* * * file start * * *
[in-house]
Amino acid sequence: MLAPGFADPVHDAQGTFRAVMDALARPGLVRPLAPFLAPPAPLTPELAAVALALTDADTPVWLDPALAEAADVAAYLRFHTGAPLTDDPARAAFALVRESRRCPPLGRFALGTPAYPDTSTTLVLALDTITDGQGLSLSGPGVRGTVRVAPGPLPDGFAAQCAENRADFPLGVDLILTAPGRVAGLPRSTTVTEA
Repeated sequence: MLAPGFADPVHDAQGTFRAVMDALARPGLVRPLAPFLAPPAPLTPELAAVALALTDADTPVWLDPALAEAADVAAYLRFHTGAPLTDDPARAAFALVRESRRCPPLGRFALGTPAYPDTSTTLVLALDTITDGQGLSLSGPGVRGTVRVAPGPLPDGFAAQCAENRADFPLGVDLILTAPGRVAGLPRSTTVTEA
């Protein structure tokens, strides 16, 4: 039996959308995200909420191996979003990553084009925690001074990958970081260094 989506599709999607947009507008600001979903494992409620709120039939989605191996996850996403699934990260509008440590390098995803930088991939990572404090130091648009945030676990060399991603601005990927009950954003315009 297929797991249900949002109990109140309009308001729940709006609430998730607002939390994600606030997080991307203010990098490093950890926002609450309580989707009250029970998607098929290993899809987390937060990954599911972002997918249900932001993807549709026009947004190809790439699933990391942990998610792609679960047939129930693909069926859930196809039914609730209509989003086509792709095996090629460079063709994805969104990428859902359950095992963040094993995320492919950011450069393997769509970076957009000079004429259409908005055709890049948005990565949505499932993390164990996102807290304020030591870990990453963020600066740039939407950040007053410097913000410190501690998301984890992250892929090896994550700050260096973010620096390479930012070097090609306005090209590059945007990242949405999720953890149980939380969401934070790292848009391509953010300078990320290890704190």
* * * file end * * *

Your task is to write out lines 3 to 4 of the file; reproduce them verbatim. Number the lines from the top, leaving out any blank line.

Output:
Repeated sequence: MLAPGFADPVHDAQGTFRAVMDALARPGLVRPLAPFLAPPAPLTPELAAVALALTDADTPVWLDPALAEAADVAAYLRFHTGAPLTDDPARAAFALVRESRRCPPLGRFALGTPAYPDTSTTLVLALDTITDGQGLSLSGPGVRGTVRVAPGPLPDGFAAQCAENRADFPLGVDLILTAPGRVAGLPRSTTVTEA
């Protein structure tokens, strides 16, 4: 039996959308995200909420191996979003990553084009925690001074990958970081260094 989506599709999607947009507008600001979903494992409620709120039939989605191996996850996403699934990260509008440590390098995803930088991939990572404090130091648009945030676990060399991603601005990927009950954003315009 297929797991249900949002109990109140309009308001729940709006609430998730607002939390994600606030997080991307203010990098490093950890926002609450309580989707009250029970998607098929290993899809987390937060990954599911972002997918249900932001993807549709026009947004190809790439699933990391942990998610792609679960047939129930693909069926859930196809039914609730209509989003086509792709095996090629460079063709994805969104990428859902359950095992963040094993995320492919950011450069393997769509970076957009000079004429259409908005055709890049948005990565949505499932993390164990996102807290304020030591870990990453963020600066740039939407950040007053410097913000410190501690998301984890992250892929090896994550700050260096973010620096390479930012070097090609306005090209590059945007990242949405999720953890149980939380969401934070790292848009391509953010300078990320290890704190």